I was definitely a doll kid when I was little. I had baby dolls and stuffed animals and Barbies, and I loved making up scenarios for them. I loved dressing up Barbie in all sorts of clothes. I had a hot pink Barbie car at one point, but I don’t think I ever had a big dollhouse. I’d have loved one when I was kid; hell, I’d love one now. It’s less about dolls now and more about a deep love of miniatures, but still. I don’t have a Barbie Dream House or any Barbies anymore, but I do have some yarn that brought Barbie instantly to mind.

I spun this up on Alexandra, my wheel, in just a couple of hours. Speaking of the wheel: about a month ago, I took a spinning lesson at Uniquities, my super fabulous Local Yarn Shop. I wanted some Official Instruction on how to set up the drive band and tensioning and stuff and, if there was time left over, to learn a little about corespinning. We decided to set up the wheel as a double drive. The difference between the bobbin ratio and the flyer ratio is pretty small, but it’s big enough to work. And I can finally tension everything properly, so plying isn’t a mess of too much twist. Anyway, I managed to get through some practice corespinning and moved over to the BFL I had started, but the drive band kept popping off! Because the wheel is a bit old and a bit wiggly, things tend to move around. The other day I really wanted to do some spinning, so I sat down and studied the situation and (I think) managed to mostly fix it so that doesn’t happen any more.

All that to say I spun up the Barbie yarn in no time flat and had absolutely zero tension problems, and it was wonderful.

The fiber in question is merino that I bought from the Spinner’s Hill booth and Maryland Sheep and Wool. It used to look like this:

SO PINK. I used a short forward draw and it just flew by. It’s a two ply and the bobbins matched up almost perfectly, even though I didn’t actually divide the fiber until I was about halfway through the first half. I knew I’d purchased four ounces, so I just measured off about two ounces and set it aside for the second bobbin. There were few enough singles on the second bobbin that I could wind them off into a modified Andean bracelet and continue plying with no real break in the yarn.

I got a total of 188 yards of about worsted weight, which is pretty typical. I actually managed to get all 4 ounces of finished yarn onto one bobbin while I was plying, and I have no idea how I accomplished that. I really love the finished yarn though. It’s pretty soft and super squooshy. Nice and dense. It will probably become mittens at some point. With that much bright pink, it’s perfect for cheering up dreary January days.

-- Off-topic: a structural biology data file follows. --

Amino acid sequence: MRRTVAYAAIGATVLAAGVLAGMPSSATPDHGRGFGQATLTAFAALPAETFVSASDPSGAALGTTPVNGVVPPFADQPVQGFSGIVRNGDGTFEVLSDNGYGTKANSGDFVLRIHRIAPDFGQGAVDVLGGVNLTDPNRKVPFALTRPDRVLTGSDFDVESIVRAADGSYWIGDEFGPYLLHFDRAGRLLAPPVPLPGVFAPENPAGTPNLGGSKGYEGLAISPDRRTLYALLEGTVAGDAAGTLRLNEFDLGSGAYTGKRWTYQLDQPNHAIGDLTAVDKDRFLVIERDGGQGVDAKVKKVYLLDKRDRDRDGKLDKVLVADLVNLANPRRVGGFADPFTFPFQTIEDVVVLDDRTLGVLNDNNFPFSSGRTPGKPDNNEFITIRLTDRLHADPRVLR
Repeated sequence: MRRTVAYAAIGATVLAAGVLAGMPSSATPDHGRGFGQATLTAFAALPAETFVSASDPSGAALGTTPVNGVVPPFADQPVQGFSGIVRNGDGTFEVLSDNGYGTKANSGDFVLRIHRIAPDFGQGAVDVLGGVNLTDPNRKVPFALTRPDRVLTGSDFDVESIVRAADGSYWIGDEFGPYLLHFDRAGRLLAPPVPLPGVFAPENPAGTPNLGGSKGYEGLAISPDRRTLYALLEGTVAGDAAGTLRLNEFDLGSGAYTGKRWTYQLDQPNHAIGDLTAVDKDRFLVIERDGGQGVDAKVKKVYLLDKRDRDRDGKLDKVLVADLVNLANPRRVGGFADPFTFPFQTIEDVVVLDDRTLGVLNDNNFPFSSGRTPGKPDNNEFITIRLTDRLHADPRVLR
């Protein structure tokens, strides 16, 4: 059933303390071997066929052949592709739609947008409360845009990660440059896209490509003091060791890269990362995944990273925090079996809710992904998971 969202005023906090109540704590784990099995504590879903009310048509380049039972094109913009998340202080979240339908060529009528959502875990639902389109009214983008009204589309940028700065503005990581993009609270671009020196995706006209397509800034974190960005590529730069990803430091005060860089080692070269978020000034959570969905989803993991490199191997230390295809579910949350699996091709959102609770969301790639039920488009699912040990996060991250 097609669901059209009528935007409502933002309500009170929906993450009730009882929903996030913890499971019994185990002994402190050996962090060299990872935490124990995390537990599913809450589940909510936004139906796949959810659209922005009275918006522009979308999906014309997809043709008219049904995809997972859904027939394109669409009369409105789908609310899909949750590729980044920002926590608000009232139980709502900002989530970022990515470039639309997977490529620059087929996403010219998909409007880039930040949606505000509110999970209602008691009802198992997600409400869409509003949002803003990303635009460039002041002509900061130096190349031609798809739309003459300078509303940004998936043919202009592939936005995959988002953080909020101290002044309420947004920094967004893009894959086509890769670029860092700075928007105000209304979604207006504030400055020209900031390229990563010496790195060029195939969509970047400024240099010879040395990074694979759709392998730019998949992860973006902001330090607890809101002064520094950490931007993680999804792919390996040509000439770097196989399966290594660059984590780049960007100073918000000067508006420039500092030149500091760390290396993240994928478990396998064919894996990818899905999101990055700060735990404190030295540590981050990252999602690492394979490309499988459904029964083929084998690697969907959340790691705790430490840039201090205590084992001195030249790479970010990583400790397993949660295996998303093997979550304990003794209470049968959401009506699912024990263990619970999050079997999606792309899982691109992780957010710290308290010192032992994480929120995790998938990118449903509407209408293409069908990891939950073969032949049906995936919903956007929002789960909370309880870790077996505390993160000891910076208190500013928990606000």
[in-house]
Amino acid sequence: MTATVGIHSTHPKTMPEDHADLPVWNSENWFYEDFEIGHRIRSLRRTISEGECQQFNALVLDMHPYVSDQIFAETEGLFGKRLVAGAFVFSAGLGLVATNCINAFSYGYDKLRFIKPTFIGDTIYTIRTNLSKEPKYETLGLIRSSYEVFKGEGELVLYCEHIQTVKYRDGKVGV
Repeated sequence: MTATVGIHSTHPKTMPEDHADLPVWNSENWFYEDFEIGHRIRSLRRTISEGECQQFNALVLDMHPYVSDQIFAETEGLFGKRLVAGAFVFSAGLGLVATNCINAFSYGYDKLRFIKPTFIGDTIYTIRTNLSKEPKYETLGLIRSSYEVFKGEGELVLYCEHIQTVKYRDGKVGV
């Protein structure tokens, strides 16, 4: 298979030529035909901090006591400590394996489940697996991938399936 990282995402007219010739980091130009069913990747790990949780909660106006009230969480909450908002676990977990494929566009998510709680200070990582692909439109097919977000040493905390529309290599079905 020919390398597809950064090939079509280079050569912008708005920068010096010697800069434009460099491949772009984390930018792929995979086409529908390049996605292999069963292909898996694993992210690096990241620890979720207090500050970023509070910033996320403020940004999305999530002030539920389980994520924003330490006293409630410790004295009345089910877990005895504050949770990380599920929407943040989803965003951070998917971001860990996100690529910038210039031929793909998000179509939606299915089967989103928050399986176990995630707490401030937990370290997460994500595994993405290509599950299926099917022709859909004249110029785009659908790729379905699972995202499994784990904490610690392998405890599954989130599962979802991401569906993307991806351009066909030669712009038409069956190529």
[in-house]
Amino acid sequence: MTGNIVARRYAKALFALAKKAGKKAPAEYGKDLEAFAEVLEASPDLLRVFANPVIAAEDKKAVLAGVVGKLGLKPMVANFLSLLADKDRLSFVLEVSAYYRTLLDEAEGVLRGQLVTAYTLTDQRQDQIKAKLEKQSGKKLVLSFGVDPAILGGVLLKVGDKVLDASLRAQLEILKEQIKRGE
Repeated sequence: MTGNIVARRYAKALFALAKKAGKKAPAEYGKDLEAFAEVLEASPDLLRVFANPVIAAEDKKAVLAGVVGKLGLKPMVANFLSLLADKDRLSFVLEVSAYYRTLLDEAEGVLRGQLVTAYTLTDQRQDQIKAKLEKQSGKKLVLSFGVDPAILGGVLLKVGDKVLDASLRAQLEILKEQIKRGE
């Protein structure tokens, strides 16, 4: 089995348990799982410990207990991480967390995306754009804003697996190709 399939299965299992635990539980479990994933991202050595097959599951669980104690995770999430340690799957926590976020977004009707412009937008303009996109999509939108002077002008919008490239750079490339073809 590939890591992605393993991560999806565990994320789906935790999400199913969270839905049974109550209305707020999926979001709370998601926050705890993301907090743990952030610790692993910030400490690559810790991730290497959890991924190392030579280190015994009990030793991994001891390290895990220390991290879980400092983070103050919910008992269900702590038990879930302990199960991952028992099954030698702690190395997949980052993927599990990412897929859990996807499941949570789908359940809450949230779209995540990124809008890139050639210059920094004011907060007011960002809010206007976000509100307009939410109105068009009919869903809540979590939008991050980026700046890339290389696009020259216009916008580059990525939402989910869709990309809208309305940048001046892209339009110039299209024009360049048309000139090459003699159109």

I really want to pull out some more merino and spin something very similar to this. This ends up being my default spin. I sometimes wish I could spin thinner and get more yardage (because fiber is expensive, and I want to get maximum knitting out of it), but the truth is, I just prefer knitting with worsted weight yarns. I’m going to try and remember this and not be too worried about yardage and getting the most bang for the buck. I tend to spend less than $20 (ideally under $15; I think this was $10 or $12) per 4 ounces, and getting to spin it, knit it, and then wear the FO is plenty of bang for that buck.

In life news: I am moving! Joe and I finally found a place of our own. It’s a little one bedroom and it’s a little more than we wanted to pay, but it’s a space of our own. We’ll sign the lease next week sometime and move in February 1st. I am SO EXCITED ABOUT THIS, you guys. It’ll be a little cramped, I think, but we’ll have our own kitchen and balcony and WINDOWS. LOTS OF WINDOWS.

There’s some furniture I need to get (some bookshelves for yarn storage, mainly; I’d like the Ikea Expedit ones, but they’re a bit pricey) and a LOT of packing to do, but it’s finally happening.

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